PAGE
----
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Steven W Purcell, Alessandro Lovatelli, Mercedes Gonzalez-Wangüemert, Francisco, A Solis-Marin, Yves Samyn, and Chantal Conand (2023)

Commercially important sea cucumbers of the World

Food and Agriculture Organization of the United Nations, Rome, second ed. FAO Species Catalogue for Fishery Purposes No. 6, Rev. 1. Rome, FAO..

Sea cucumbers are harvested and traded in more than 90 countries worldwide. They are exploited in industrial and small-scale fisheries, nearly from pole to pole, especially in the tropics. In some fisheries, more than 20 species are exploited by fishers. Fishers in general know how to distinguish the species they harvest, often identifying them with local names. For fishery officers and even biologists, recognizing sea cucumber species remains daunting however as they are confronted only with the final product: bêche-de-mer (or trepang) which is the processed (cooked and dried) product. This field guide offers a tool for fishery managers, scientists, trade officers and industry workers to recognize live and processed (cooked and dried) animals. This animal resource is mainly exported to Asian markets where it is sold mainly, but not exclusively, as a luxury food item. This book provides identification information on 84 species of sea cucumbers that are commonly or opportunistically (as bycatch) exploited around the world. The list is certainly not all-encompassing, as some other sea cucumber species are also exploited. More scientific data and accounts are needed for species from some regions such as the Eastern Atlantic Ocean. The accounts are based on more than 270 reports and research articles and on comments and reviews by taxonomists and field workers. Two-page identification sheets provide selected information to enable similar species to be distinguished from each other, both in the live and processed (dried) forms. Where available, the following information for each species has been included: scientific and known common names used in different countries and regions; scientific illustrations of the body and ossicles; descriptions of ossicles present in different body parts; a colour photograph of live and dried specimens; basic information on size, habitat, biology, fisheries, human consumption, market value and trade; geographic distribution maps. The volume is fully indexed and contains an introduction, a glossary, simplified dichotomous keys to live animals and dried products and a dedicated bibliography. Readers are encouraged to base their identifications on a combination of morphological features, samples of ossicles from different body parts and information on what habitat and locality the species was found.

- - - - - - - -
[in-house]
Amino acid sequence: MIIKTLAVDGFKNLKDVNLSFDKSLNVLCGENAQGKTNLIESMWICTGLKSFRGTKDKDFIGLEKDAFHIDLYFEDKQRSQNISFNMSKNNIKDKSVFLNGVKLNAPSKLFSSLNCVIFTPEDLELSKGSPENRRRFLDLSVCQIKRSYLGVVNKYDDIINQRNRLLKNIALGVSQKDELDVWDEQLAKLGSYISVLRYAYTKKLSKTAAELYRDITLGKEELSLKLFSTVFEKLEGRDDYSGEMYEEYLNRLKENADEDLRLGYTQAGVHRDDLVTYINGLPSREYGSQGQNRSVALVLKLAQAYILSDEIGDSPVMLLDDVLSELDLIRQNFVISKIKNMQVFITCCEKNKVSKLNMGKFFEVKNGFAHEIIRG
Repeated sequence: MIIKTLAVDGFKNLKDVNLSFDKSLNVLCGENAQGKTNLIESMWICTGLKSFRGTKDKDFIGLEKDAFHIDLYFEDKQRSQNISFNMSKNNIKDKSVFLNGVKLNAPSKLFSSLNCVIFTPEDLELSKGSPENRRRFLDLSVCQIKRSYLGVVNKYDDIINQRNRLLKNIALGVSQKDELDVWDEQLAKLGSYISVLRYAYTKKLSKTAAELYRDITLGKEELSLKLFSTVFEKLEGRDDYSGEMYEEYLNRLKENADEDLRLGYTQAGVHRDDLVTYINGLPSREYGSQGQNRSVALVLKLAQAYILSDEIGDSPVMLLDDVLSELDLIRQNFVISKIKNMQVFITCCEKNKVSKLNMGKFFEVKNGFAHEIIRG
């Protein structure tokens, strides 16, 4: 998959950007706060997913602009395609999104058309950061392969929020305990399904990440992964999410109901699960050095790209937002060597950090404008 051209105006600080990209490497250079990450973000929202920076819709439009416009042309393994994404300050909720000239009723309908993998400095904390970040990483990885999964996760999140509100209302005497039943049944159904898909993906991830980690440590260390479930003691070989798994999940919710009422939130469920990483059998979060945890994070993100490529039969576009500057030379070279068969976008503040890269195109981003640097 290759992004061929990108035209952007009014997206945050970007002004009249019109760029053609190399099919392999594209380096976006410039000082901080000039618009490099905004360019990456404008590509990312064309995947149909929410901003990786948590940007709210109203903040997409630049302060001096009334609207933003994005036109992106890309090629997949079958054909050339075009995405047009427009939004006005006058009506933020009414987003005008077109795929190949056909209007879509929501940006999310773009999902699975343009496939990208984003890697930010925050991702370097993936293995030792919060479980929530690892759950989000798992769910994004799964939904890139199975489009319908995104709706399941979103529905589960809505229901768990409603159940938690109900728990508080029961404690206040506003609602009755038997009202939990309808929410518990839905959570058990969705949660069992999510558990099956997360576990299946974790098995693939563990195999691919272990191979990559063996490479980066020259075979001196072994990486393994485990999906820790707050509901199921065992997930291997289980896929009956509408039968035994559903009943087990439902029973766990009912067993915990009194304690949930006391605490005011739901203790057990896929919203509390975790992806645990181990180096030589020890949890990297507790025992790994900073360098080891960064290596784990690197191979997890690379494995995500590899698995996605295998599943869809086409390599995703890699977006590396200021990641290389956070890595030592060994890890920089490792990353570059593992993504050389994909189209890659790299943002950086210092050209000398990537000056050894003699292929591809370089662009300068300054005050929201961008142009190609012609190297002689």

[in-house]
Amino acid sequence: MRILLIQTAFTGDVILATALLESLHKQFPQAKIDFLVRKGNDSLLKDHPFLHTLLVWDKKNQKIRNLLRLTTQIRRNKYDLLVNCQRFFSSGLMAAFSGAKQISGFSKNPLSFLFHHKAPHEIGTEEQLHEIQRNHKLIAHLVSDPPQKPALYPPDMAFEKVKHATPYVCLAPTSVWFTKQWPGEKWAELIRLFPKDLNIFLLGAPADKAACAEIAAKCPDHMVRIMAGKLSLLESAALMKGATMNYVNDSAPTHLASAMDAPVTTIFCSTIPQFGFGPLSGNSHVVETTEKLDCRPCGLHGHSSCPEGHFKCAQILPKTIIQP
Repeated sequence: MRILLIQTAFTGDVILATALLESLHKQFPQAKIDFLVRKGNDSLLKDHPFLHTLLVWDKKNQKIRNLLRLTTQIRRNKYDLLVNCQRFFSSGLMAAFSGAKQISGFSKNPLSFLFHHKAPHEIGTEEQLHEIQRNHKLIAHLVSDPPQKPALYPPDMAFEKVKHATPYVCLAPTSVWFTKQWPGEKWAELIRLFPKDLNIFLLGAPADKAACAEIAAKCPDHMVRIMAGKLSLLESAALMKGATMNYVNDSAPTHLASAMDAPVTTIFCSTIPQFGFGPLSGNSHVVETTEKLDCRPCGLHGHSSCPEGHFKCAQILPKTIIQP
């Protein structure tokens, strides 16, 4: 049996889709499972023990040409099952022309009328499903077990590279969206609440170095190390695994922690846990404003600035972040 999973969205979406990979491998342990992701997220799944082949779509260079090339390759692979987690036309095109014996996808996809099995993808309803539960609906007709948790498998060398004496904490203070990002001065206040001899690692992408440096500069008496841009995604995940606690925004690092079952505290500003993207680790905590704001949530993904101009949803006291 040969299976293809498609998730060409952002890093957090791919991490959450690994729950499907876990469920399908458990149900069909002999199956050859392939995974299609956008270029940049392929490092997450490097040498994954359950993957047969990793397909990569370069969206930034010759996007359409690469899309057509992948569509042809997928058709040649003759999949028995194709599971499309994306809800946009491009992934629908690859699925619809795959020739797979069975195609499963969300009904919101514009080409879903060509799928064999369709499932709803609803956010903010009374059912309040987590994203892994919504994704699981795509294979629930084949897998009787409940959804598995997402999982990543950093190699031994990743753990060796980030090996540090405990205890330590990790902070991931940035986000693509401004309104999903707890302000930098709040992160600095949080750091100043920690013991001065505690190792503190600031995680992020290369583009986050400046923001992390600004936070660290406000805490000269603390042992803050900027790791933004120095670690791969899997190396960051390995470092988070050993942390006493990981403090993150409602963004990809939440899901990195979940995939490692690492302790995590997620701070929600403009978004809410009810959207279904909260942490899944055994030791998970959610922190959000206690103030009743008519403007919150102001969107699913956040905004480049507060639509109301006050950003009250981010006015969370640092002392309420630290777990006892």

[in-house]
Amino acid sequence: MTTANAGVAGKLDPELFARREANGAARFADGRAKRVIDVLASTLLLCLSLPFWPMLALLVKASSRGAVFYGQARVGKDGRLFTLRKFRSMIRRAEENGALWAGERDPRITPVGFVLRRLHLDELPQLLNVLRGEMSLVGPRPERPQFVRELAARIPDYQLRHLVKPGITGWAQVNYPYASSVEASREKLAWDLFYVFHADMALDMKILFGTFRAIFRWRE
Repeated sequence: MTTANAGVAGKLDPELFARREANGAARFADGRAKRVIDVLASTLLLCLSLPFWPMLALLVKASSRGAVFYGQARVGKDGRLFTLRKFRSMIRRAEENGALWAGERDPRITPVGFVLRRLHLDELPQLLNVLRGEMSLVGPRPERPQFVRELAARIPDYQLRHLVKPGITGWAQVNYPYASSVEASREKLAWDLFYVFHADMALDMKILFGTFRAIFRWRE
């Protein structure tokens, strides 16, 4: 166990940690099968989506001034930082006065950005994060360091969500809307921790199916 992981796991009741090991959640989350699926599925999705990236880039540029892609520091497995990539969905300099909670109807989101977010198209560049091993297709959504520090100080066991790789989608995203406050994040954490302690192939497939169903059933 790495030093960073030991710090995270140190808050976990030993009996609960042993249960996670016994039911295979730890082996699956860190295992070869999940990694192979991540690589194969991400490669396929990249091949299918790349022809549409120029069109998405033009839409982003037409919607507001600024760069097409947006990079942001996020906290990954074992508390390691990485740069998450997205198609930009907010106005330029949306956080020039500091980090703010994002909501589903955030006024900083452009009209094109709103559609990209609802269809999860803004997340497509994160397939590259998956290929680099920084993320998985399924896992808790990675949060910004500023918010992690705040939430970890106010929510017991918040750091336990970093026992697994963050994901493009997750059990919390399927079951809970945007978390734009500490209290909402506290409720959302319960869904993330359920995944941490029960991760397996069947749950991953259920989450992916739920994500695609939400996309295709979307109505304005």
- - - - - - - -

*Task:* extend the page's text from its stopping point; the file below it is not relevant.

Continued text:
(14) zoologie
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